BYU Law School Professor and Center Associate Director Brett G. Scharffs presented papers comparing French and U.S. approaches to separation of religion and the state at two international conferences in Turkey in October 2011.
The first conference, held in Istanbul on October 7-8, 2011, an International Congress on Constitutional Law, “Deliberative / Pluralistic Constitution,” was sponsored by the Boğaziçi Lawyers Association, the bar association of Istanbul. The purpose of the Congress was to create a forum for discussion and debate about the primary issues involved in the proposed new constitution of Turkey. Professor Scharffs presented the same paper at a second conference, Turkey’s New Constitution, sponsored by and held at Melikşah University in Kayseri in central Turkey on October 10, 2011.
Professor Scharffs’ paper was entitled, “France and the United States: Two Models and Mythologies of Separation of Religion and the State (Neither of Which Involves Separation).” In the paper, Scharffs contrasted French laïcité with American Free Exercise and Establishment Clause jurisprudence, and argued that the French approach favors a robust “secularism,” whereas the U.S. approach adopts a framework of neutrality and pluralism that Scharffs’ described as “secularity.” The paper was an elaboration of ideas Professor Scharffs presented at an earlier International Congress on Constitutional Law in Istanbul in May, 2011.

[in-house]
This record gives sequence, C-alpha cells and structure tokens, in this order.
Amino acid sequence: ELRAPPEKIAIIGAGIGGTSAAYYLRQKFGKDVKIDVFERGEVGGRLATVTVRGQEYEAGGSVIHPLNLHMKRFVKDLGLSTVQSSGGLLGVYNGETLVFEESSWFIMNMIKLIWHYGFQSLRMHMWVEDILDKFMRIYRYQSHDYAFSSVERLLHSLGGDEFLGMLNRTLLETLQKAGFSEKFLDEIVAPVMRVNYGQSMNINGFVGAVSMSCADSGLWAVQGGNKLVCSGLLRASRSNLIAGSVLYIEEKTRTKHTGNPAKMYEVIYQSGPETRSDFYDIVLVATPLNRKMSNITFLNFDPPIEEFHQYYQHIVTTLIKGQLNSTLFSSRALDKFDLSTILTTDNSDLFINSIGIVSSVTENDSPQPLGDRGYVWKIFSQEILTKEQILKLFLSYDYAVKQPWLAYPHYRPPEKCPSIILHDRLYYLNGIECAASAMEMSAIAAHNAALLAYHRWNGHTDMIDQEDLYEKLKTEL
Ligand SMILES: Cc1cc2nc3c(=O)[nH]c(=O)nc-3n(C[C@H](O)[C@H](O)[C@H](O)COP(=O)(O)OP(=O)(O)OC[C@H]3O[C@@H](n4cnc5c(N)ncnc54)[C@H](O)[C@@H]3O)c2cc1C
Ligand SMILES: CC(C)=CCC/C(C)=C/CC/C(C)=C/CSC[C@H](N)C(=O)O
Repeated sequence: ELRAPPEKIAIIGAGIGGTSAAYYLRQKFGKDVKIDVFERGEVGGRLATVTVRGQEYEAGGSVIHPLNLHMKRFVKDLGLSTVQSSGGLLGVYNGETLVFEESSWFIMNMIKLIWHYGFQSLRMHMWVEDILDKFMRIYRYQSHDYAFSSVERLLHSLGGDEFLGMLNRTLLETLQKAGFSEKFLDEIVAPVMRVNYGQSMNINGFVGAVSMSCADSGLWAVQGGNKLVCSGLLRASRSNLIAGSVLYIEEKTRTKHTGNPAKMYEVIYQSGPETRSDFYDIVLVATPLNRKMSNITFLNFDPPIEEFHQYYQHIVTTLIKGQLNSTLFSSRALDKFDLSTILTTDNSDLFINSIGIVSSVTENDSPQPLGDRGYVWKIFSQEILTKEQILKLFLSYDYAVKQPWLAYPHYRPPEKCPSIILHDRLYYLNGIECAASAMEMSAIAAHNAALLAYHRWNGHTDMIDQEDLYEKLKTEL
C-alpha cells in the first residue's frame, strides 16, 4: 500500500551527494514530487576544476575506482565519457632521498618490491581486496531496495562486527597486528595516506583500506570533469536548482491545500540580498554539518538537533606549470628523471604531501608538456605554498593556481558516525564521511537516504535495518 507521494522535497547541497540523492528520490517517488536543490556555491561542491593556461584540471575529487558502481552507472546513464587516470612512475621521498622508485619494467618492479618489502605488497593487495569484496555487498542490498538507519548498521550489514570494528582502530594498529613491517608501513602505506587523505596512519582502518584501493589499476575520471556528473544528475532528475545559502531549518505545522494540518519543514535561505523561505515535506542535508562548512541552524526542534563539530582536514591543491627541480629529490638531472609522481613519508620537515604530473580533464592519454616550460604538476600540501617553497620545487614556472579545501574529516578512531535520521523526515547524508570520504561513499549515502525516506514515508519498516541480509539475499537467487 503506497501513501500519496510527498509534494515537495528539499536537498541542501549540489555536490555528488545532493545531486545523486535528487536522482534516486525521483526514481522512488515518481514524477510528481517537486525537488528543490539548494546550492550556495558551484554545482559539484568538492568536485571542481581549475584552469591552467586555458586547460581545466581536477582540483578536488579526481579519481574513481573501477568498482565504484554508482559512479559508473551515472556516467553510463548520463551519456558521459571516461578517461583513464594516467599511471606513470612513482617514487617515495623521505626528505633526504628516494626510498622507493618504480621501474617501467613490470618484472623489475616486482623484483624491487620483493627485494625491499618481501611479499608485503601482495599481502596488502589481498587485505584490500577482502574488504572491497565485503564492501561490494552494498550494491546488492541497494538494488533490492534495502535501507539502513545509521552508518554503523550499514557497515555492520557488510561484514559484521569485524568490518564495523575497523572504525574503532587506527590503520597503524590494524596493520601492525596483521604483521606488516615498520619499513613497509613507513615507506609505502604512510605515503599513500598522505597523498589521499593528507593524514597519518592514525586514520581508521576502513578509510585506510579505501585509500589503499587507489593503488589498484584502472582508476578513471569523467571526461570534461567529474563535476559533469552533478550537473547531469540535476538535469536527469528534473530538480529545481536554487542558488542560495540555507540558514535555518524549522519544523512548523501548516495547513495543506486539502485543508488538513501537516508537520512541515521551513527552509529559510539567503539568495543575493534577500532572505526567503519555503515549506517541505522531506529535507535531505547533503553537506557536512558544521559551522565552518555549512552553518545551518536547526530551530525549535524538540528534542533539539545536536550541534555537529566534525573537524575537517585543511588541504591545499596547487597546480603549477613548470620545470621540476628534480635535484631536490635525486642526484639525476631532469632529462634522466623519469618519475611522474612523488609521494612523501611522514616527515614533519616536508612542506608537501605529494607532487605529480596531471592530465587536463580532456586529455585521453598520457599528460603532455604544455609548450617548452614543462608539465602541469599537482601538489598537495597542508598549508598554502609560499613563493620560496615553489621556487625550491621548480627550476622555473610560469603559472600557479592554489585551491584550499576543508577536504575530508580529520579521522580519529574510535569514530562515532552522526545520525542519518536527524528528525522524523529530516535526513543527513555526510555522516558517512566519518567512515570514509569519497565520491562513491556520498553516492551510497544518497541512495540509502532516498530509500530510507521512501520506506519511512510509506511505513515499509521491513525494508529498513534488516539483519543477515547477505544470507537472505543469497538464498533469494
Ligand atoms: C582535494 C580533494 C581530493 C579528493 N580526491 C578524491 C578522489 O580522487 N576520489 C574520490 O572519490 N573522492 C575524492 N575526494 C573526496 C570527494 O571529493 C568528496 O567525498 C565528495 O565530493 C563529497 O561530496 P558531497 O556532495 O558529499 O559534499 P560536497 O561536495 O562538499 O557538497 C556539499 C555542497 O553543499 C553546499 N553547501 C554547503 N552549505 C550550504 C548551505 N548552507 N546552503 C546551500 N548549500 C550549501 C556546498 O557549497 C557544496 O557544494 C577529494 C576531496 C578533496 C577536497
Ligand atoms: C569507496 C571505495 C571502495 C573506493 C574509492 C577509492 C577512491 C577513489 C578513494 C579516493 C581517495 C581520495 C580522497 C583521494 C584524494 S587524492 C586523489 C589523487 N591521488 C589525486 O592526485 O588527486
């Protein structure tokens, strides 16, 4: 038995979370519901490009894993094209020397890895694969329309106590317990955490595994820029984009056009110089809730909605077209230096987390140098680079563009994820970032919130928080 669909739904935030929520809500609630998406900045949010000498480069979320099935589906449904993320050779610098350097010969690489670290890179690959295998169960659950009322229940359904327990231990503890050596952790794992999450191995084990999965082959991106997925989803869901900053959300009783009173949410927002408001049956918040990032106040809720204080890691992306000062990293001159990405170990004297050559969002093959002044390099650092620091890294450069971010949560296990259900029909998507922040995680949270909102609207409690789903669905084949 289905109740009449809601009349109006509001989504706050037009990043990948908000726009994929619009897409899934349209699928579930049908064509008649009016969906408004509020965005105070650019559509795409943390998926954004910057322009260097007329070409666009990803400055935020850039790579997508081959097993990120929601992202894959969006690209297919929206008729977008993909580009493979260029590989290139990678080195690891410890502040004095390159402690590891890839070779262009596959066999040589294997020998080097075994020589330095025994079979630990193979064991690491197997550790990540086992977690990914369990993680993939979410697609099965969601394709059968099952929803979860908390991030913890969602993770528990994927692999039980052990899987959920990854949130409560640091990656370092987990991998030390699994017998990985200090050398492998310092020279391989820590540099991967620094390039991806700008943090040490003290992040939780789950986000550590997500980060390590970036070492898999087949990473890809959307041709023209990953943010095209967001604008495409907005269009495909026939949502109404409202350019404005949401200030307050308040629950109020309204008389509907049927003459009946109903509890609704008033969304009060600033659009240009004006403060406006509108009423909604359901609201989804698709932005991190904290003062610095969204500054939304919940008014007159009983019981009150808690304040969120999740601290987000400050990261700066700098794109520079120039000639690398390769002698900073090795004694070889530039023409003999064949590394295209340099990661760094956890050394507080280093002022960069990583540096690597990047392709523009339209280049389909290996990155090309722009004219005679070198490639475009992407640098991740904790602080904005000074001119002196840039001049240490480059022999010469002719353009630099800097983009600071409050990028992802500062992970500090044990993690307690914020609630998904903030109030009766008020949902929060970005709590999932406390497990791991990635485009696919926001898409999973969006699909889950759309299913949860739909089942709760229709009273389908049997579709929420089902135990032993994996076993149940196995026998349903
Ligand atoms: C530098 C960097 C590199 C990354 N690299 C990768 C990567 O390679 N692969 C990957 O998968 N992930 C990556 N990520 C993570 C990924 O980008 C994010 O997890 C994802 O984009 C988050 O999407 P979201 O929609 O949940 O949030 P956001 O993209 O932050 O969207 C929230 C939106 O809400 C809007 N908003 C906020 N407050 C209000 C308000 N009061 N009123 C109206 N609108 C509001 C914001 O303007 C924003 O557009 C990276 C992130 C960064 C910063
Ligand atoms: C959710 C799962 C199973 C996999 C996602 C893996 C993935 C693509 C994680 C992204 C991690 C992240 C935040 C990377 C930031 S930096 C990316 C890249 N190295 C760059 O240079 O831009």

In his paper, Scharffs’ compared French and American legal approaches to state management of religious affairs, funding of churches, the state’s role in recommending and selecting clergy, religion in public schools, and state funding of religious schools. Even though French laïcité is often viewed both in the U.S. and France as a particularly robust form of separation of church and state, Scharffs’ argued that in each of these areas there is greater state involvement in religious affairs in France than there is in the United States. Professor Scharffs concluded that there is more than one model for what it means to be a secular state, and that separation of church and state does not necessarily entail either a high degree of hostility towards or a high degree of control of religion by the state.
Professor Scharffs’ paper from the May 2011 International Congress, “Secularity or Secularism: Two Competing Visions for the Relationship between Religion and the State in the New Constitution of Turkey,” will be published in Turkish in December, 2011 in a collection of papers from the May 2011 International Congress. His paper contrasting U.S. and French Separation of Religion and the State will be published in Turkish in early 2012 in another book devoted to the proceedings of the October conferences. He was also interviewed and quoted in several national and regional newspapers and television news programs.